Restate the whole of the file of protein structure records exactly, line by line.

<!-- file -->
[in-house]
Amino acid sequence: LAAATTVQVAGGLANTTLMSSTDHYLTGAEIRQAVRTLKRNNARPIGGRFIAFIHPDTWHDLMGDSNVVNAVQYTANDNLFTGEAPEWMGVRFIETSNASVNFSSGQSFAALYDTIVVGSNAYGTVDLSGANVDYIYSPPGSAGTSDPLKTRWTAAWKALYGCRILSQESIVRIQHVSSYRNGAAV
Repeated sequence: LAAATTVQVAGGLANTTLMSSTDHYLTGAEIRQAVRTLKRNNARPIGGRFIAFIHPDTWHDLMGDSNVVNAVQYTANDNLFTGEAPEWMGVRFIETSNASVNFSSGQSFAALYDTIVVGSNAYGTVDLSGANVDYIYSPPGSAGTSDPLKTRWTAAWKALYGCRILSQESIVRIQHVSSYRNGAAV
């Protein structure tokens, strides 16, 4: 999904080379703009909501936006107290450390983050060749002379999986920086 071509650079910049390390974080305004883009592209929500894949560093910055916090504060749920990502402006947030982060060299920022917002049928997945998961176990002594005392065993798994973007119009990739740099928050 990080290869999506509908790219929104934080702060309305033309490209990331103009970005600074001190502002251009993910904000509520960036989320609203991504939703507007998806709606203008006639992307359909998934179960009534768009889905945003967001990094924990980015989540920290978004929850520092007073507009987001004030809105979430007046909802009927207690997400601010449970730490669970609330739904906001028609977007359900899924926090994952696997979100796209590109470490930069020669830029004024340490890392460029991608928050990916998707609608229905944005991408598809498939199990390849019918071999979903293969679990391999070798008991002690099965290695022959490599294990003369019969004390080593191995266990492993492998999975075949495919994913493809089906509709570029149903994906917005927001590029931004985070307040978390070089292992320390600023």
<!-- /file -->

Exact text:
[in-house]
Amino acid sequence: LAAATTVQVAGGLANTTLMSSTDHYLTGAEIRQAVRTLKRNNARPIGGRFIAFIHPDTWHDLMGDSNVVNAVQYTANDNLFTGEAPEWMGVRFIETSNASVNFSSGQSFAALYDTIVVGSNAYGTVDLSGANVDYIYSPPGSAGTSDPLKTRWTAAWKALYGCRILSQESIVRIQHVSSYRNGAAV
Repeated sequence: LAAATTVQVAGGLANTTLMSSTDHYLTGAEIRQAVRTLKRNNARPIGGRFIAFIHPDTWHDLMGDSNVVNAVQYTANDNLFTGEAPEWMGVRFIETSNASVNFSSGQSFAALYDTIVVGSNAYGTVDLSGANVDYIYSPPGSAGTSDPLKTRWTAAWKALYGCRILSQESIVRIQHVSSYRNGAAV
């Protein structure tokens, strides 16, 4: 999904080379703009909501936006107290450390983050060749002379999986920086 071509650079910049390390974080305004883009592209929500894949560093910055916090504060749920990502402006947030982060060299920022917002049928997945998961176990002594005392065993798994973007119009990739740099928050 990080290869999506509908790219929104934080702060309305033309490209990331103009970005600074001190502002251009993910904000509520960036989320609203991504939703507007998806709606203008006639992307359909998934179960009534768009889905945003967001990094924990980015989540920290978004929850520092007073507009987001004030809105979430007046909802009927207690997400601010449970730490669970609330739904906001028609977007359900899924926090994952696997979100796209590109470490930069020669830029004024340490890392460029991608928050990916998707609608229905944005991408598809498939199990390849019918071999979903293969679990391999070798008991002690099965290695022959490599294990003369019969004390080593191995266990492993492998999975075949495919994913493809089906509709570029149903994906917005927001590029931004985070307040978390070089292992320390600023």